First published in the The Independent on Sunday, 26 April 2009
“All targets and no trousers” seemed to be the gist of the reaction from environmentalists to the Budget this week. Greens of various shades welcomed the introduction of new legally binding carbon reduction goals but attacked the lack of a clear roadmap showing how they could be achieved. Some applauded individual policies such as the extra subsidy for offshore wind, and investment in building efficiency, but rightly attacked overall funding of £1.4 billion as miserly in comparison to the enormity of the climate crisis and recent financial bailouts.
But for those who worry about oil depletion the Budget was utterly hollow. The car scrappage scheme came inexplicably without efficiency conditions attached, the return to inflation-plus fuel duty increases was welcome but timid compared to the escalator that was killed off by the petrol protests of 2000, and tax breaks for North Sea operators will do little to stem the relentless decline in output. Production has halved since its peak in 1999, and is now dropping at 7% a year, dragging Britain ever deeper into import dependency.
Still less will the budget measures improve the global oil outlook, where the IEA forecasts a “supply crunch” early in the next decade, Shell predicts production will plateau from around 2015, and even the head of the Libyan National Oil Company declares “peak oil is looming”. About this existential threat the budget had nothing to say. George Monbiot recently wrote of his bemusement that the government should be prepared to spend millions on contingency plans for a smallpox outbreak even though the disease has been eradicated, yet refuses to conduct a risk assessment for peak oil happening before 2020, which many experts judge to be highly likely. It might be tempting to put this stance down to the collapse in the oil price, except New Labour has form here: it has been avoiding this issue studiously, in public at least, for many years.
By contrast the big energy announcement of the week looked far bolder. Energy Secretary Ed Miliband announced that new coal fired power stations will only be approved if they include a demonstration plant for carbon capture and storage from day one and a commitment by the energy company to retrofit the entire power station once the Environment Agency judges CCS to be technically and commercially proven. This came with plans to fund four of the new pilot plants through a 2% levy on customers’ bills. The move was broadly welcomed by environmental groups and is certainly an advance on the government’s previous dither in this crucial area.
But the plan is also a spectacular gamble. First, the pilot plants will capture only a quarter of the emissions of the new power stations, so for every tonne of carbon captured, three will continue to be emitted for perhaps a decade, during which time overall emissions must start to fall. A new coal-fired plant with 25% carbon capture would still emit far more CO2 than a new gas-fired plant without.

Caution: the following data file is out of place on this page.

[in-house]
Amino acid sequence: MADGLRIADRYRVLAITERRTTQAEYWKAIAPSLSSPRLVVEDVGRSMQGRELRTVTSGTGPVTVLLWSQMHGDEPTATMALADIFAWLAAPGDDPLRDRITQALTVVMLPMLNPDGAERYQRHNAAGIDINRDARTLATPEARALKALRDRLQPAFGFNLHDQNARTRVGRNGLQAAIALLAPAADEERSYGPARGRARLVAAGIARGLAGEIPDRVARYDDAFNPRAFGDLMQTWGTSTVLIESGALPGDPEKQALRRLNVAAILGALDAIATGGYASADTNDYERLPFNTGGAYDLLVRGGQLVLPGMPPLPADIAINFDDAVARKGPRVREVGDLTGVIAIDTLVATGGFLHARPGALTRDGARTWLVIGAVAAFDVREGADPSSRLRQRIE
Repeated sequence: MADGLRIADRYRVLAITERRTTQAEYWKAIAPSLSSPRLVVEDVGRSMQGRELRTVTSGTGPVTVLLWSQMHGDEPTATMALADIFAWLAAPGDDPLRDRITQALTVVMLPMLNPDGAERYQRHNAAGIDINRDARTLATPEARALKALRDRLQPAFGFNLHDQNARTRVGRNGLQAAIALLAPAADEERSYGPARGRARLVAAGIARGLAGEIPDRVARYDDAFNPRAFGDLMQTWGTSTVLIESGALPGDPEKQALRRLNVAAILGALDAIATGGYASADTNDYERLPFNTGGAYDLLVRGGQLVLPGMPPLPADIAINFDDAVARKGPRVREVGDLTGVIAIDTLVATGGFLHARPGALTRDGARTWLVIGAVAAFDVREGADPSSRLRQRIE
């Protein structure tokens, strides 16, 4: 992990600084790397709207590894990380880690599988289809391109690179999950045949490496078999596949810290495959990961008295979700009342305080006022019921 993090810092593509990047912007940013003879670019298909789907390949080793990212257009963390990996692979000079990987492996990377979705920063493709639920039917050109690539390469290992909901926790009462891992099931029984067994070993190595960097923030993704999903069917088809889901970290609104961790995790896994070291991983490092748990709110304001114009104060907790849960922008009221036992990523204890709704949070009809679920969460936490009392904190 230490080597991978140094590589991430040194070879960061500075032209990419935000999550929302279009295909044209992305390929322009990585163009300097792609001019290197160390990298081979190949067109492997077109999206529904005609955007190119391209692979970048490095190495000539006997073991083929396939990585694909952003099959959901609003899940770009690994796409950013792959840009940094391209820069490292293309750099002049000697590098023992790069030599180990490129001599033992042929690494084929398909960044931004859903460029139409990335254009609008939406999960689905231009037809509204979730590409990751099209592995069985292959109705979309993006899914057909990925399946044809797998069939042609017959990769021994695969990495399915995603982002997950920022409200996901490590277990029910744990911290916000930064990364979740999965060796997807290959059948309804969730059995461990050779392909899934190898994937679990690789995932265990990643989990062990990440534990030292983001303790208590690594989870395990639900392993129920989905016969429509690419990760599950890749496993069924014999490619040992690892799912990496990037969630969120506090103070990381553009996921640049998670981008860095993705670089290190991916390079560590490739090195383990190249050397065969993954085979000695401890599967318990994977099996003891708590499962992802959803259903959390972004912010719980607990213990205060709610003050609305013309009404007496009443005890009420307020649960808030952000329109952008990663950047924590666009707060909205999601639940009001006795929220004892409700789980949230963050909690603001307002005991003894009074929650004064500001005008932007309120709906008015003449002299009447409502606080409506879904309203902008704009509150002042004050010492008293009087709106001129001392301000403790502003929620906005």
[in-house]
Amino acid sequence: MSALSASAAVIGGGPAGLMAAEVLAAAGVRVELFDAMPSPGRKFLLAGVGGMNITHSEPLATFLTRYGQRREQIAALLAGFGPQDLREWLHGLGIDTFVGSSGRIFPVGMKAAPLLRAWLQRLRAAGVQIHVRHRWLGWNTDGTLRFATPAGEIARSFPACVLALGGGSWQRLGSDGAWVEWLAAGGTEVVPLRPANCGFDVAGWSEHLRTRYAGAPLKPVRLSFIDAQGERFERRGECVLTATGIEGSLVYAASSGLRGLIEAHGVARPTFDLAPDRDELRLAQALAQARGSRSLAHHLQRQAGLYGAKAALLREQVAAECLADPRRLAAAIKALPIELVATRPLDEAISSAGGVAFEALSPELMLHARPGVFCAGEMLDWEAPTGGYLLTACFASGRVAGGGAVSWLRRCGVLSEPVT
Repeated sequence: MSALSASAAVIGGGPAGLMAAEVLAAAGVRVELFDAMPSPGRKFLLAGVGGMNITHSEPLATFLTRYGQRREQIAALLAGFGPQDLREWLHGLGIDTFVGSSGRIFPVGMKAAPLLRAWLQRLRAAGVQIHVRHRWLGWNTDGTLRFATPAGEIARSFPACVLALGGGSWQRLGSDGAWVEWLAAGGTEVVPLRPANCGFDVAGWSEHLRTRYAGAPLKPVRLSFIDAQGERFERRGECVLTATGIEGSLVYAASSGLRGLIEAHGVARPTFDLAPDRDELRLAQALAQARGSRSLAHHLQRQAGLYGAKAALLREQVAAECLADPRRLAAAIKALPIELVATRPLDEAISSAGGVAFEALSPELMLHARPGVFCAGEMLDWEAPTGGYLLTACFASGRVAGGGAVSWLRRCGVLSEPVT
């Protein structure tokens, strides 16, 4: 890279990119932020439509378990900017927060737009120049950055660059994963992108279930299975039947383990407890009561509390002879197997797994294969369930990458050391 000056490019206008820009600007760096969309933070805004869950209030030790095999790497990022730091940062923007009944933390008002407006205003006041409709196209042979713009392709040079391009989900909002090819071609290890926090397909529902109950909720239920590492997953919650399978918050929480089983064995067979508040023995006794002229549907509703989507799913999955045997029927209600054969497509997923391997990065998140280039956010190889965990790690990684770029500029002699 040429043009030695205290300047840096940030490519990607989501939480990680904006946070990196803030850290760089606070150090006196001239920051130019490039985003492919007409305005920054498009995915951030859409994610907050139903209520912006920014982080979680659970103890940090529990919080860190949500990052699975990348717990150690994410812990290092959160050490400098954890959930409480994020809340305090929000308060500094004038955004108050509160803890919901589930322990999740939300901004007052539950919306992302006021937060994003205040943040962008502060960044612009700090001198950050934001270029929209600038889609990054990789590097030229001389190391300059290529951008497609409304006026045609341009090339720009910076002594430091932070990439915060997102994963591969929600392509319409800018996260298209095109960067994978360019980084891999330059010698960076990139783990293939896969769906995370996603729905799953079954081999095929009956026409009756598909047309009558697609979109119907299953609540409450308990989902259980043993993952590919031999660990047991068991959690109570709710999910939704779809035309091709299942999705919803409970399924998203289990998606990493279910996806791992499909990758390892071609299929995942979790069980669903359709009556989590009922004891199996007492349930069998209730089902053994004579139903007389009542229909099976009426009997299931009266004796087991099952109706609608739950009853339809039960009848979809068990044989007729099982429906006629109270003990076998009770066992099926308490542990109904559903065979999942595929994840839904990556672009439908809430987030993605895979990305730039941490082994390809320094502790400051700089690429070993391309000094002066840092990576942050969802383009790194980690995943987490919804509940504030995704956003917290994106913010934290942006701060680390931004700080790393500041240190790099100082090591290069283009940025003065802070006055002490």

Second, the technology may not turn out to be technically or economically viable, or at least not in time, posing an excruciating dilemma in the mid 2020s: whether to close the power stations or sacrifice the climate. The Energy Secretary dodged this question in parliament, and Lib Dem environment spokesman Martin Horwood was right to identify this as a “dirty great loophole big enough for some of the dirtiest power stations possible to fit into”. But the government must know that if it insists in advance that the energy companies must bear that risk, the plants will simply not get built.
The third risk is that coal may be far less abundant than the government assumes. In 2000, the estimated life expectancy of the global coal supply was 277 years, but by 2006 it had plunged to just 140 years, as consumption rose and official reserves estimates were revised sharply downwards. Recent research suggests coal reserves data is deeply unreliable and may still be massively overstated. One forecasting group predicts peak coal as early as 2025, which ironically is also Mr Miliband’s deadline for retrofitting CCS.
It is curious that the government is apparently too scared to confront the issue of peak oil publicly, but reckless enough to gamble on potentially unabated coal emissions and the coal supply. Perhaps the link is that they are unlikely to be in power to pick up the tab for either.
So why not bet on true sustainability: get serious about energy efficiency, renewables, electrification of transport, and a European supergrid, and commit the sort of money they have recently been throwing at the banking industry. The stakes are even higher.